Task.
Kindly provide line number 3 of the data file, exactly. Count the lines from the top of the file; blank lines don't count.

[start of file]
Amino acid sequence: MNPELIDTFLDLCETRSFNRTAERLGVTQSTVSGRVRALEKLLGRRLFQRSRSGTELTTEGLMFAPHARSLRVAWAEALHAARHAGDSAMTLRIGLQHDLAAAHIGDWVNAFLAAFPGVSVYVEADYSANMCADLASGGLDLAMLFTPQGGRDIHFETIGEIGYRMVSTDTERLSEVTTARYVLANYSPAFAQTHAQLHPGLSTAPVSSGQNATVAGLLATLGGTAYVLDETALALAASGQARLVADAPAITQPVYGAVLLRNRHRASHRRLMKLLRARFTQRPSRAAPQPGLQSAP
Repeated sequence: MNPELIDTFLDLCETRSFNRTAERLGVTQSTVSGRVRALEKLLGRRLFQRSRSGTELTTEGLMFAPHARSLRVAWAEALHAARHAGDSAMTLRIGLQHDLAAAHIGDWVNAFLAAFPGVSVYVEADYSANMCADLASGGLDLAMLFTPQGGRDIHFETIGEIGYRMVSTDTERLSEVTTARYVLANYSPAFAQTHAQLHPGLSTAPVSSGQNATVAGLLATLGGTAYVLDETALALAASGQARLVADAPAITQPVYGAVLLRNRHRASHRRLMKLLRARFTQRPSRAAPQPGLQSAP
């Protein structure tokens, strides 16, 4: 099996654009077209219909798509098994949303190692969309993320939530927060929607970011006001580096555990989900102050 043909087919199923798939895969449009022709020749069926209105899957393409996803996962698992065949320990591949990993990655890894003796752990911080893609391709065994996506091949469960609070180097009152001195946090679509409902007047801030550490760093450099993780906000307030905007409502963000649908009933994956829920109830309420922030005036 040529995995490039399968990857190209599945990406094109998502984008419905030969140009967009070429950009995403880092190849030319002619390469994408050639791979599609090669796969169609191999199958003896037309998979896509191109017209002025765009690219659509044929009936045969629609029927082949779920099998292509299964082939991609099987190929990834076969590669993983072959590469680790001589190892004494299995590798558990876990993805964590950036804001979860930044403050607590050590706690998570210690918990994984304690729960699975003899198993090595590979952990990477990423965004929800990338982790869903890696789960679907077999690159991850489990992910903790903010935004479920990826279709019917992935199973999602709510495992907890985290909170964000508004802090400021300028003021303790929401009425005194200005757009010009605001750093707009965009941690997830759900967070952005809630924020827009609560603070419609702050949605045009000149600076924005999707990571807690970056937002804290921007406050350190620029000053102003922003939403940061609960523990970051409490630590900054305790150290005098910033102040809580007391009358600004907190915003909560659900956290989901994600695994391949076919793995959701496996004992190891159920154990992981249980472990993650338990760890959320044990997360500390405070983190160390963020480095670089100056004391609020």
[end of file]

């Protein structure tokens, strides 16, 4: 099996654009077209219909798509098994949303190692969309993320939530927060929607970011006001580096555990989900102050 043909087919199923798939895969449009022709020749069926209105899957393409996803996962698992065949320990591949990993990655890894003796752990911080893609391709065994996506091949469960609070180097009152001195946090679509409902007047801030550490760093450099993780906000307030905007409502963000649908009933994956829920109830309420922030005036 040529995995490039399968990857190209599945990406094109998502984008419905030969140009967009070429950009995403880092190849030319002619390469994408050639791979599609090669796969169609191999199958003896037309998979896509191109017209002025765009690219659509044929009936045969629609029927082949779920099998292509299964082939991609099987190929990834076969590669993983072959590469680790001589190892004494299995590798558990876990993805964590950036804001979860930044403050607590050590706690998570210690918990994984304690729960699975003899198993090595590979952990990477990423965004929800990338982790869903890696789960679907077999690159991850489990992910903790903010935004479920990826279709019917992935199973999602709510495992907890985290909170964000508004802090400021300028003021303790929401009425005194200005757009010009605001750093707009965009941690997830759900967070952005809630924020827009609560603070419609702050949605045009000149600076924005999707990571807690970056937002804290921007406050350190620029000053102003922003939403940061609960523990970051409490630590900054305790150290005098910033102040809580007391009358600004907190915003909560659900956290989901994600695994391949076919793995959701496996004992190891159920154990992981249980472990993650338990760890959320044990997360500390405070983190160390963020480095670089100056004391609020």